British Columbia

B.C.'s Fraser Valley prepares for potential flooding

Public Safety Minister Mike Farnworth says the province is closely monitoring rising water levels on the Fraser River.

Residents advised to use caution along the Fraser River as B.C. River Forecast Centre issues advisory

An aerial photograph of the Fraser River near Chilliwack, B.C. (Shutterstock)

Residents in low-lying areas of the Fraser Valley are being told to prepare for potential flooding as water levels rise in the Fraser River.

While the majority of the province's severe flooding has taken place in the Interior, the South Coast is also at risk.

The B.C. River Forecast Centre has issued a high streamflow advisory for the lower Fraser River. The advisory means river levels are rising or expected to rise rapidly, although no major flooding is expected at this time.

Minor flooding in low-lying areas is possible.

Public Safety Minister Mike Farnworth says the province has activated the Southwest Provincial Regional Emergency Centre in Surrey.

"We want to ensure that we're well-prepared, and as things happen in the coming weeks, as these temperatures stay high, we're able to ensure that flood plans are implemented as they should be," Farnworth said.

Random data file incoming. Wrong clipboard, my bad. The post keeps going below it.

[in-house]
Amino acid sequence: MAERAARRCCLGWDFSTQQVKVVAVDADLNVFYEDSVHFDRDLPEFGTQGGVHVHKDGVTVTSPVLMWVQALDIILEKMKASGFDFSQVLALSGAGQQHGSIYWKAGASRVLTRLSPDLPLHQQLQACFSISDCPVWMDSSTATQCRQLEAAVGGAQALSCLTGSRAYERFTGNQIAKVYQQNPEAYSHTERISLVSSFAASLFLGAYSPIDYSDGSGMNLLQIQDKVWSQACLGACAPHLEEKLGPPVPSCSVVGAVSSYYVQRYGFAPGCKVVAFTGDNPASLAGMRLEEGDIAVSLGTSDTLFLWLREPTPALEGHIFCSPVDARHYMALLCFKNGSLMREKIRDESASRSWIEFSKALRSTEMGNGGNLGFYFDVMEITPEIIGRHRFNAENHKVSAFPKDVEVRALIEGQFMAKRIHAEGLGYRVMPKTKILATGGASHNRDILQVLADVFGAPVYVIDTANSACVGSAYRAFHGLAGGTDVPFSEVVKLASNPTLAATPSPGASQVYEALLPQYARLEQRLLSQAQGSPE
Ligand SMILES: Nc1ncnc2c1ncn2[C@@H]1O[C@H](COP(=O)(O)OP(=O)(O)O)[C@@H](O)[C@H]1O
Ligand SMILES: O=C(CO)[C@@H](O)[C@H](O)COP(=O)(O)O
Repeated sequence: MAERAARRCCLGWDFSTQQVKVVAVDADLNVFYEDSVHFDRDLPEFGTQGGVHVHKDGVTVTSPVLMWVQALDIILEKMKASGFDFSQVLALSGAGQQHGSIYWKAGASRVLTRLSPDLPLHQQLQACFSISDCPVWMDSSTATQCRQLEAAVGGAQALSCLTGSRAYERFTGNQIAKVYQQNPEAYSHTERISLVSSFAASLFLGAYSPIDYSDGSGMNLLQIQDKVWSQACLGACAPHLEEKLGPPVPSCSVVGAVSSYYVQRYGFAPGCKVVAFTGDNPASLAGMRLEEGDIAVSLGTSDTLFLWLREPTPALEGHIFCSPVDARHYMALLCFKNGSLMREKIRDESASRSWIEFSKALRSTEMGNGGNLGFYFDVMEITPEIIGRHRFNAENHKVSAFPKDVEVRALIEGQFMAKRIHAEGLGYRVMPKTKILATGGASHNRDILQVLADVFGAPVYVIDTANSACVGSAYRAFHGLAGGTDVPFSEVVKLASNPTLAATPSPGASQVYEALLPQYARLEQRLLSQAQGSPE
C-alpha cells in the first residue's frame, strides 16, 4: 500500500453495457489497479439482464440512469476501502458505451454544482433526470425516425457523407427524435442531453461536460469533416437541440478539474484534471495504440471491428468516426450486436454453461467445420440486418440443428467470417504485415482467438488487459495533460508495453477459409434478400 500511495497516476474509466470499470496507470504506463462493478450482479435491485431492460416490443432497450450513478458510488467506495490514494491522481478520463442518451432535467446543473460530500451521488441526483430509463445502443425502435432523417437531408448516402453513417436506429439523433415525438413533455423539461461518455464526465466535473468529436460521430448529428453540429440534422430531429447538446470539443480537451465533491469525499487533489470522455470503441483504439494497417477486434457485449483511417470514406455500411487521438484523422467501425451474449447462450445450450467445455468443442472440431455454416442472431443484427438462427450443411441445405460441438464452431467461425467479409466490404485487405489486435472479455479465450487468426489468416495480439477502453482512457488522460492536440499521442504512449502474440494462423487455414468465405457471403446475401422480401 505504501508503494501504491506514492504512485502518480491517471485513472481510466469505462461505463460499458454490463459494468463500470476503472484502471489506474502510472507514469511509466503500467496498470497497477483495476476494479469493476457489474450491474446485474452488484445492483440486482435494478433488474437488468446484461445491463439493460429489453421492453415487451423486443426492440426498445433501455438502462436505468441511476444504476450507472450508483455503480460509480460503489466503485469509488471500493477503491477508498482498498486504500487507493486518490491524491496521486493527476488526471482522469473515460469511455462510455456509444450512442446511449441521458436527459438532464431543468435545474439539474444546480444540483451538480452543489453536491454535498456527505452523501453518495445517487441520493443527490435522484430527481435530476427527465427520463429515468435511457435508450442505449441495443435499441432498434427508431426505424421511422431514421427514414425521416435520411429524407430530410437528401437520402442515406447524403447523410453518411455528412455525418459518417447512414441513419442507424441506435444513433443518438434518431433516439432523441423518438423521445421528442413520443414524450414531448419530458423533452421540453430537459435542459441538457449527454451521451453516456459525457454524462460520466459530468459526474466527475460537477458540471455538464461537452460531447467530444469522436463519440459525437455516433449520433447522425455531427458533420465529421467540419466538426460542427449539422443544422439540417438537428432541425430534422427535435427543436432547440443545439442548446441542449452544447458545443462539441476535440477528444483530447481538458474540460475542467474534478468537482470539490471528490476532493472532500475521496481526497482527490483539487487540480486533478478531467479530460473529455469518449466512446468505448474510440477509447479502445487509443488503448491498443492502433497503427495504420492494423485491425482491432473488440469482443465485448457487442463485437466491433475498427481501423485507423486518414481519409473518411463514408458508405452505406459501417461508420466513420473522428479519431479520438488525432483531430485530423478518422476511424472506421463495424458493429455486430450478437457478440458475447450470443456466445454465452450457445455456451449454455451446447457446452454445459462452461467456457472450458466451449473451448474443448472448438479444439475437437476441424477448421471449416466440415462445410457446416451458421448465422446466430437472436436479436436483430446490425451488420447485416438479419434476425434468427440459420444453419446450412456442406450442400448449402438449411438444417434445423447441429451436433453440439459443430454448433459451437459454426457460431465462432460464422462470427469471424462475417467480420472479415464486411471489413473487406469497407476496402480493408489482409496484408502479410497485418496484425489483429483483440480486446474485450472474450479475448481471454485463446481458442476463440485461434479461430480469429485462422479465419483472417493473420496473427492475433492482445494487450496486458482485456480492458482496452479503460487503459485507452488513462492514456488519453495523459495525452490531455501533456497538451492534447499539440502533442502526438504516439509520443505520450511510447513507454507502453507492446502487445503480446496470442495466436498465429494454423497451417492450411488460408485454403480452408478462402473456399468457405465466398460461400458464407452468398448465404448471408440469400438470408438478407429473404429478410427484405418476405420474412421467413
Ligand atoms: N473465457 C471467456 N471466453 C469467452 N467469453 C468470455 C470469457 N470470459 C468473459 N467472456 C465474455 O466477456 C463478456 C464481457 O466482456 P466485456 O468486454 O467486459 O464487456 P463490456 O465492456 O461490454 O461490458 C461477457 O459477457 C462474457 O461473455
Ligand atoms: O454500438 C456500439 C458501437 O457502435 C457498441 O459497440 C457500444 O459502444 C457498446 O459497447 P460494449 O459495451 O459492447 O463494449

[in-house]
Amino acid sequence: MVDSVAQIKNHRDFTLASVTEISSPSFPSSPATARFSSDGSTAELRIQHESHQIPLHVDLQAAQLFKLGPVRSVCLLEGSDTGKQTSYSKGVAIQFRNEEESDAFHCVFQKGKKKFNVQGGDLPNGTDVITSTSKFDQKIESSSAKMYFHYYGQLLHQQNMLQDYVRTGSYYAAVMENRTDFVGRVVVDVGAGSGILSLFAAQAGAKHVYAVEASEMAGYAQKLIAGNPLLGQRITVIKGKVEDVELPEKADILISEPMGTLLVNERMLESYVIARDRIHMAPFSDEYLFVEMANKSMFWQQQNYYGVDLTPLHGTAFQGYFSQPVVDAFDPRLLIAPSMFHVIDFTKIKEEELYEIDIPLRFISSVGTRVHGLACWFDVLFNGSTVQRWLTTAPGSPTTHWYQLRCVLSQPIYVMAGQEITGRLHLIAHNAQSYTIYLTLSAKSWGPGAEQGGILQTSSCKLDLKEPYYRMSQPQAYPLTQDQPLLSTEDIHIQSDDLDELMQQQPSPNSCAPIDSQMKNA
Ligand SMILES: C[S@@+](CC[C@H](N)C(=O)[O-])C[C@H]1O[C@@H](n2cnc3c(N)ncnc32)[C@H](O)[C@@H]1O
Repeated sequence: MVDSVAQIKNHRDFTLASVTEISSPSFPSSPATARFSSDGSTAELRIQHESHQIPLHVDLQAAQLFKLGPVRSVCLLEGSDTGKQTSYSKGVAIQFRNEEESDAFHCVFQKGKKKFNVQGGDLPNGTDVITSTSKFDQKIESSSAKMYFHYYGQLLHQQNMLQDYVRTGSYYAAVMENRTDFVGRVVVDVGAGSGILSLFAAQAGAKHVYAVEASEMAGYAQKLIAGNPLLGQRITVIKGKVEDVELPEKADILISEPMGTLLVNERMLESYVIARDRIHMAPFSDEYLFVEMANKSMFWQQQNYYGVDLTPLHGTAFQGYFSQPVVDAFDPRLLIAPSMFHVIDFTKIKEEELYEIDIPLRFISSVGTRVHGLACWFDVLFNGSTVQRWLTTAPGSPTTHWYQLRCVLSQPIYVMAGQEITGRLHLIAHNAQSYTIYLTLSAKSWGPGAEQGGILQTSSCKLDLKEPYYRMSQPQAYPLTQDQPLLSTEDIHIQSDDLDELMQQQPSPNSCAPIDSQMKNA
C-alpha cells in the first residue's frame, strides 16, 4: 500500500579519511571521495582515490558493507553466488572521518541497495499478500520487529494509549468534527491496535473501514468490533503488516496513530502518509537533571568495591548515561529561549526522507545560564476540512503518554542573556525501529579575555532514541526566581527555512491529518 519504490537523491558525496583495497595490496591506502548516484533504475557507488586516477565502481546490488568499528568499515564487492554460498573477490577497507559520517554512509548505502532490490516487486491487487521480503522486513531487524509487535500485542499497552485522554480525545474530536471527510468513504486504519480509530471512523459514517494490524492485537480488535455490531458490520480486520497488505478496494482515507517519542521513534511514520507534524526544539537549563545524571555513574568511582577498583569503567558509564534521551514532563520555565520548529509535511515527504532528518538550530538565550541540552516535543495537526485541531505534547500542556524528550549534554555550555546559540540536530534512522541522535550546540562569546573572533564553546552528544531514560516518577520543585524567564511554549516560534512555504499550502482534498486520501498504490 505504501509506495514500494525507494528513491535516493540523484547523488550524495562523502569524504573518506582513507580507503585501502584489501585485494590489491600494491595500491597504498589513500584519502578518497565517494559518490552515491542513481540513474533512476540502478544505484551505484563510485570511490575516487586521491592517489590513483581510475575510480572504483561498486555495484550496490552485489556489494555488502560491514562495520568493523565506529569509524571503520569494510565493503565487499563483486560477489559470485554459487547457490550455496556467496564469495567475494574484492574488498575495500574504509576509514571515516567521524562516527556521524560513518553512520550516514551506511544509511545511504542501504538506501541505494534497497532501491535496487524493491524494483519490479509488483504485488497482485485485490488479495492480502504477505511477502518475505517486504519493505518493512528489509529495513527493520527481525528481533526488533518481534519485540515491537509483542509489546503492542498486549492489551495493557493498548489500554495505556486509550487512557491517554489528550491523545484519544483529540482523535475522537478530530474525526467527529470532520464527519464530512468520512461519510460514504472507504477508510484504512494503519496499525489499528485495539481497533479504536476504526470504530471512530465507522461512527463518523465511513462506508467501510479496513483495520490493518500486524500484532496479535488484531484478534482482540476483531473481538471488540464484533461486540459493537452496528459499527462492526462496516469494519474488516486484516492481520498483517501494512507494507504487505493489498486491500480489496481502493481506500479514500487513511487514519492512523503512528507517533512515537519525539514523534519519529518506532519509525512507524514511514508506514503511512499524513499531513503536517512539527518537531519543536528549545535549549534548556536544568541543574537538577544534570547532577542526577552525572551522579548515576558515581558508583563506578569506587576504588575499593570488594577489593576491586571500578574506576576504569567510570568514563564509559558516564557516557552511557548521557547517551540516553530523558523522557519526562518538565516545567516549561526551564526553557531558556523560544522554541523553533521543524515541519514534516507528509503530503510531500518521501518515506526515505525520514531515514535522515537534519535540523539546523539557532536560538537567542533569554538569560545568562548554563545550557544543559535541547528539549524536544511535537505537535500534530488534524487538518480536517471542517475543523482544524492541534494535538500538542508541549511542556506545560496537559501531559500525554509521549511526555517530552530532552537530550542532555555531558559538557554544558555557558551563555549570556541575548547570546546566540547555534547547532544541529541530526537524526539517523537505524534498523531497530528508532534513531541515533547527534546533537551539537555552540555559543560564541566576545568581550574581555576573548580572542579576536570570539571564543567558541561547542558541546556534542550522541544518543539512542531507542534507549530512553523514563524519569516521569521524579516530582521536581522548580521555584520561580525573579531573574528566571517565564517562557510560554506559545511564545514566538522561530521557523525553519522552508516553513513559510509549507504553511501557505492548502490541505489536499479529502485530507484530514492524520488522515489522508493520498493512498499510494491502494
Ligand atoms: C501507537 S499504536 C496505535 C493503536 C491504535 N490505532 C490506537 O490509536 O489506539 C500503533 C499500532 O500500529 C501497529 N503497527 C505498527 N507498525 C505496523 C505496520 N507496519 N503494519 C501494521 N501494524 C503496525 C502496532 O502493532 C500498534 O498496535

Many gauge locations along the river are at seasonal highs due to the warm weather, and with more hot weather in the forecast, rapid snowmelt could add to the water volume.

Ross Maki, a manager with the city of Port Coquitlam, says he is asking people to be aware of the current conditions on the Fraser River.

"We've got a huge stockpile of sandbags and sandbagging equipment. We're monitoring reports from the River Forecast Centre and participating in conference calls with Emergency Management BC," Maki said.

Farnworth said residents can create an emergency flood plan by visiting Prepared B.C.

With files from Belle Puri

Comments

To encourage thoughtful and respectful conversations, first and last names will appear with each submission to CBC/Radio-Canada's online communities (except in children and youth-oriented communities). Pseudonyms will no longer be permitted.

By submitting a comment, you accept that CBC has the right to reproduce and publish that comment in whole or in part, in any manner CBC chooses. Please note that CBC does not endorse the opinions expressed in comments. Comments on this story are moderated according to our Submission Guidelines. Comments are welcome while open. We reserve the right to close comments at any time.